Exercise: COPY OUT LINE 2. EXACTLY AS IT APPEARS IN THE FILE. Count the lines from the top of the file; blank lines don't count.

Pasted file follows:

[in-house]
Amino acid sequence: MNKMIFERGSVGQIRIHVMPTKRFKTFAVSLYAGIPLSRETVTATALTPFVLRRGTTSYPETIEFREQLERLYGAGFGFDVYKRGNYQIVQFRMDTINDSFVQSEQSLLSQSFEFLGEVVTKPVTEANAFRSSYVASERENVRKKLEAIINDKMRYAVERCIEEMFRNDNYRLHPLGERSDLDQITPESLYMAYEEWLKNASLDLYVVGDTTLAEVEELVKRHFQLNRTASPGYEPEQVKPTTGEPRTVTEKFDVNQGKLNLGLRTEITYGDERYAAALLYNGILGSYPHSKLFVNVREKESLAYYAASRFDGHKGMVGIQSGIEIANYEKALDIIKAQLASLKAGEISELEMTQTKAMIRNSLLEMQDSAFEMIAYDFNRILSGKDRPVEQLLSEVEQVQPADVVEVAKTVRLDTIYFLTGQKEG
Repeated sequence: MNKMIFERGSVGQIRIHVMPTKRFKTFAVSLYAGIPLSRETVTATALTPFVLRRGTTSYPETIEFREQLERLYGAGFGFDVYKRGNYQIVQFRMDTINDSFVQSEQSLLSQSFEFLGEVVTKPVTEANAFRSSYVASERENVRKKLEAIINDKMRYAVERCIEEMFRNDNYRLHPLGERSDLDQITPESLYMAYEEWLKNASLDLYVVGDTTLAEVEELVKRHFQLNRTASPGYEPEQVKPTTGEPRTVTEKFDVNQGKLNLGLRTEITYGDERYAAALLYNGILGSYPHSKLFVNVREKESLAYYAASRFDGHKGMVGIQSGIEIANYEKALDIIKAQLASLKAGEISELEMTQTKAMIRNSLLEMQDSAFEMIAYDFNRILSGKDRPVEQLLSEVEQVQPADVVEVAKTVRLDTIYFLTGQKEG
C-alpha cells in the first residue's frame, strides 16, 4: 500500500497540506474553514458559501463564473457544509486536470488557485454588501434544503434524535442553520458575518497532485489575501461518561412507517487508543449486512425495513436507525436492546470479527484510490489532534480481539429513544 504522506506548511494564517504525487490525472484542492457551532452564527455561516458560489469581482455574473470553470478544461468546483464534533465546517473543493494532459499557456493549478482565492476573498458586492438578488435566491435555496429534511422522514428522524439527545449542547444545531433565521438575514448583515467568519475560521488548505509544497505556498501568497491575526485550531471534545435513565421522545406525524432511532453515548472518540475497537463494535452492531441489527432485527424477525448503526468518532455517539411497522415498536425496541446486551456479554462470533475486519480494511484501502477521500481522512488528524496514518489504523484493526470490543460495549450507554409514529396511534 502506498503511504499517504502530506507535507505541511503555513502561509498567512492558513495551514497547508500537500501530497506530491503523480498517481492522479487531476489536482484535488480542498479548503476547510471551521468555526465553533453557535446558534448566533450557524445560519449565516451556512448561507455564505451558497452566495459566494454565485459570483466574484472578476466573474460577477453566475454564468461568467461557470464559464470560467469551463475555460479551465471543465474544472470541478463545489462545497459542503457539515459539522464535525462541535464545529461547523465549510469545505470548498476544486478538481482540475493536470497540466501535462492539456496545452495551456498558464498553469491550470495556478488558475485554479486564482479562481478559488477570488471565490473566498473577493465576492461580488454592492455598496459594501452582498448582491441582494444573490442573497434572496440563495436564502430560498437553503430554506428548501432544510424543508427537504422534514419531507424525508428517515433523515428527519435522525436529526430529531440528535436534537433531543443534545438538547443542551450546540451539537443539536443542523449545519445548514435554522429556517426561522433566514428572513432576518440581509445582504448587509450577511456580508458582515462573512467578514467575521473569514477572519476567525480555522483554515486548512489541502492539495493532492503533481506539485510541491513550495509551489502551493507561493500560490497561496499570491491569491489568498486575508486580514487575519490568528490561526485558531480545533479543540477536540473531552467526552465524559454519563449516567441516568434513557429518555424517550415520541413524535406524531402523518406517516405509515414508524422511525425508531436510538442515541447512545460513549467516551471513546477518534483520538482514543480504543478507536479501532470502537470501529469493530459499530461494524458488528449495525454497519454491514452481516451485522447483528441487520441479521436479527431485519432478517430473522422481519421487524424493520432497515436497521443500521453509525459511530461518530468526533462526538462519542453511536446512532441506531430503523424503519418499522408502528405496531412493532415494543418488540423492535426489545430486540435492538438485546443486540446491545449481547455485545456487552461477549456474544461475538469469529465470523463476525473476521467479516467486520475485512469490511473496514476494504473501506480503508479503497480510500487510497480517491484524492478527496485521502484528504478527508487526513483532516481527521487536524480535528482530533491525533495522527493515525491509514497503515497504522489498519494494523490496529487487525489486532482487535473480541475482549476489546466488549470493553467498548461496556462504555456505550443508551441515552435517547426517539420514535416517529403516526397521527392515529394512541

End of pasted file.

Amino acid sequence: MNKMIFERGSVGQIRIHVMPTKRFKTFAVSLYAGIPLSRETVTATALTPFVLRRGTTSYPETIEFREQLERLYGAGFGFDVYKRGNYQIVQFRMDTINDSFVQSEQSLLSQSFEFLGEVVTKPVTEANAFRSSYVASERENVRKKLEAIINDKMRYAVERCIEEMFRNDNYRLHPLGERSDLDQITPESLYMAYEEWLKNASLDLYVVGDTTLAEVEELVKRHFQLNRTASPGYEPEQVKPTTGEPRTVTEKFDVNQGKLNLGLRTEITYGDERYAAALLYNGILGSYPHSKLFVNVREKESLAYYAASRFDGHKGMVGIQSGIEIANYEKALDIIKAQLASLKAGEISELEMTQTKAMIRNSLLEMQDSAFEMIAYDFNRILSGKDRPVEQLLSEVEQVQPADVVEVAKTVRLDTIYFLTGQKEG